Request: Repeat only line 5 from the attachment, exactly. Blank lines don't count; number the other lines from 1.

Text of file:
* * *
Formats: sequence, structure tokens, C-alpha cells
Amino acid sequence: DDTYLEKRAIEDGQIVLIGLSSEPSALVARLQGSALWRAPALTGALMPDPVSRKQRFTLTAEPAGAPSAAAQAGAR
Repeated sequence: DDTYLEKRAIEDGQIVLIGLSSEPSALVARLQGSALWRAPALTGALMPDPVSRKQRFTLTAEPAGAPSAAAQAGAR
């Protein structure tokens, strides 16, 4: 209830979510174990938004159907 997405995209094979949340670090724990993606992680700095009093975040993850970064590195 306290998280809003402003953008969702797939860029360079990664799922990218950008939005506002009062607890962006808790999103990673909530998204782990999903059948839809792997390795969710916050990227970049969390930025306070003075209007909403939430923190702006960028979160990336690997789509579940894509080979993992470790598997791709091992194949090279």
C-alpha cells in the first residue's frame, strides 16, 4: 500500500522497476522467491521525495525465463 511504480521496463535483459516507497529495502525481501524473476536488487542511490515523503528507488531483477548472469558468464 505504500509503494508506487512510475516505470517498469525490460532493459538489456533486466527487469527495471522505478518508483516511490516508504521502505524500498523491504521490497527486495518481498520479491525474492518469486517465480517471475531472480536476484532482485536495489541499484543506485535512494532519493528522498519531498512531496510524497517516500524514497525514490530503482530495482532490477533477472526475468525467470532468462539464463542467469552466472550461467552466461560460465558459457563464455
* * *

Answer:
C-alpha cells in the first residue's frame, strides 16, 4: 500500500522497476522467491521525495525465463 511504480521496463535483459516507497529495502525481501524473476536488487542511490515523503528507488531483477548472469558468464 505504500509503494508506487512510475516505470517498469525490460532493459538489456533486466527487469527495471522505478518508483516511490516508504521502505524500498523491504521490497527486495518481498520479491525474492518469486517465480517471475531472480536476484532482485536495489541499484543506485535512494532519493528522498519531498512531496510524497517516500524514497525514490530503482530495482532490477533477472526475468525467470532468462539464463542467469552466472550461467552466461560460465558459457563464455